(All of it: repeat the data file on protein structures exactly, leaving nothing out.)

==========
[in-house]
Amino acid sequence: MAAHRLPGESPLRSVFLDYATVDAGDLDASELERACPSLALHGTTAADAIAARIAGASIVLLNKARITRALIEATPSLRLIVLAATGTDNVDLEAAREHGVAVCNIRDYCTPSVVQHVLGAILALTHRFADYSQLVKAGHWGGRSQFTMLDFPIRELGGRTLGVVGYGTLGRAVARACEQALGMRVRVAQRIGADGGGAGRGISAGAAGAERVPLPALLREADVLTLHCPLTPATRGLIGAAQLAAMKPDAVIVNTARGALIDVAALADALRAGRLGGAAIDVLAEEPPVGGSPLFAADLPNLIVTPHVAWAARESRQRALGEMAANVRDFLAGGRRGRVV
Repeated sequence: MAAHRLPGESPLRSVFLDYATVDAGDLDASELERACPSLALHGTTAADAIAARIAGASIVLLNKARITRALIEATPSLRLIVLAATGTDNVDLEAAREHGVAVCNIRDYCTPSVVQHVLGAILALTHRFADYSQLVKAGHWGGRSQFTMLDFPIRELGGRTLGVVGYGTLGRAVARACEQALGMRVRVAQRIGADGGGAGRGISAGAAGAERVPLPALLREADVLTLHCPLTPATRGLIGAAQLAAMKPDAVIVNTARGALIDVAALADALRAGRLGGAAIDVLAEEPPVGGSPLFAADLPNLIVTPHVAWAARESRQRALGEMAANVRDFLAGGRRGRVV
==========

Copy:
[in-house]
Amino acid sequence: MAAHRLPGESPLRSVFLDYATVDAGDLDASELERACPSLALHGTTAADAIAARIAGASIVLLNKARITRALIEATPSLRLIVLAATGTDNVDLEAAREHGVAVCNIRDYCTPSVVQHVLGAILALTHRFADYSQLVKAGHWGGRSQFTMLDFPIRELGGRTLGVVGYGTLGRAVARACEQALGMRVRVAQRIGADGGGAGRGISAGAAGAERVPLPALLREADVLTLHCPLTPATRGLIGAAQLAAMKPDAVIVNTARGALIDVAALADALRAGRLGGAAIDVLAEEPPVGGSPLFAADLPNLIVTPHVAWAARESRQRALGEMAANVRDFLAGGRRGRVV
Repeated sequence: MAAHRLPGESPLRSVFLDYATVDAGDLDASELERACPSLALHGTTAADAIAARIAGASIVLLNKARITRALIEATPSLRLIVLAATGTDNVDLEAAREHGVAVCNIRDYCTPSVVQHVLGAILALTHRFADYSQLVKAGHWGGRSQFTMLDFPIRELGGRTLGVVGYGTLGRAVARACEQALGMRVRVAQRIGADGGGAGRGISAGAAGAERVPLPALLREADVLTLHCPLTPATRGLIGAAQLAAMKPDAVIVNTARGALIDVAALADALRAGRLGGAAIDVLAEEPPVGGSPLFAADLPNLIVTPHVAWAARESRQRALGEMAANVRDFLAGGRRGRVV